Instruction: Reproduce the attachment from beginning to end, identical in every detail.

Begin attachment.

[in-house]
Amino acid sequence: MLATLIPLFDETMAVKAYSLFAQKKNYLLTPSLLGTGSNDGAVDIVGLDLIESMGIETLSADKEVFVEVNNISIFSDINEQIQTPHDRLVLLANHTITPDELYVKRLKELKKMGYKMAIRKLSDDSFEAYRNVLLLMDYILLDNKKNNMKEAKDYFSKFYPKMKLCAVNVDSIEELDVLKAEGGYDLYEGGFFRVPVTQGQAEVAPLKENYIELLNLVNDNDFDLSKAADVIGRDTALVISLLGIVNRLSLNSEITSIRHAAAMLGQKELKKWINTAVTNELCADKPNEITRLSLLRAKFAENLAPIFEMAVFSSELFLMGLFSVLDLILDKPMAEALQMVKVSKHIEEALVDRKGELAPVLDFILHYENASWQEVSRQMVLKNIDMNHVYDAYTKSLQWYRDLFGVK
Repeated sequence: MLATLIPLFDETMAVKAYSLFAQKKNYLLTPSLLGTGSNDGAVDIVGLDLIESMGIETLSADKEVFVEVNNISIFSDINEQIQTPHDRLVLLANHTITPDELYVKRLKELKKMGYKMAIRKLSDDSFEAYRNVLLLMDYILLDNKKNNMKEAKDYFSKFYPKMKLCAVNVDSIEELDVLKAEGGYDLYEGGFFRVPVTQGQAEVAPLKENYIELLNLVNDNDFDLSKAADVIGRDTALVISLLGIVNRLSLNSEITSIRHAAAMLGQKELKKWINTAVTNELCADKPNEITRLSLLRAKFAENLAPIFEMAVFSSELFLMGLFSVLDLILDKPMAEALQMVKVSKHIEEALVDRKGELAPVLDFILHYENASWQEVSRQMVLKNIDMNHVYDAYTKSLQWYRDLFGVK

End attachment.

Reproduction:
[in-house]
Amino acid sequence: MLATLIPLFDETMAVKAYSLFAQKKNYLLTPSLLGTGSNDGAVDIVGLDLIESMGIETLSADKEVFVEVNNISIFSDINEQIQTPHDRLVLLANHTITPDELYVKRLKELKKMGYKMAIRKLSDDSFEAYRNVLLLMDYILLDNKKNNMKEAKDYFSKFYPKMKLCAVNVDSIEELDVLKAEGGYDLYEGGFFRVPVTQGQAEVAPLKENYIELLNLVNDNDFDLSKAADVIGRDTALVISLLGIVNRLSLNSEITSIRHAAAMLGQKELKKWINTAVTNELCADKPNEITRLSLLRAKFAENLAPIFEMAVFSSELFLMGLFSVLDLILDKPMAEALQMVKVSKHIEEALVDRKGELAPVLDFILHYENASWQEVSRQMVLKNIDMNHVYDAYTKSLQWYRDLFGVK
Repeated sequence: MLATLIPLFDETMAVKAYSLFAQKKNYLLTPSLLGTGSNDGAVDIVGLDLIESMGIETLSADKEVFVEVNNISIFSDINEQIQTPHDRLVLLANHTITPDELYVKRLKELKKMGYKMAIRKLSDDSFEAYRNVLLLMDYILLDNKKNNMKEAKDYFSKFYPKMKLCAVNVDSIEELDVLKAEGGYDLYEGGFFRVPVTQGQAEVAPLKENYIELLNLVNDNDFDLSKAADVIGRDTALVISLLGIVNRLSLNSEITSIRHAAAMLGQKELKKWINTAVTNELCADKPNEITRLSLLRAKFAENLAPIFEMAVFSSELFLMGLFSVLDLILDKPMAEALQMVKVSKHIEEALVDRKGELAPVLDFILHYENASWQEVSRQMVLKNIDMNHVYDAYTKSLQWYRDLFGVK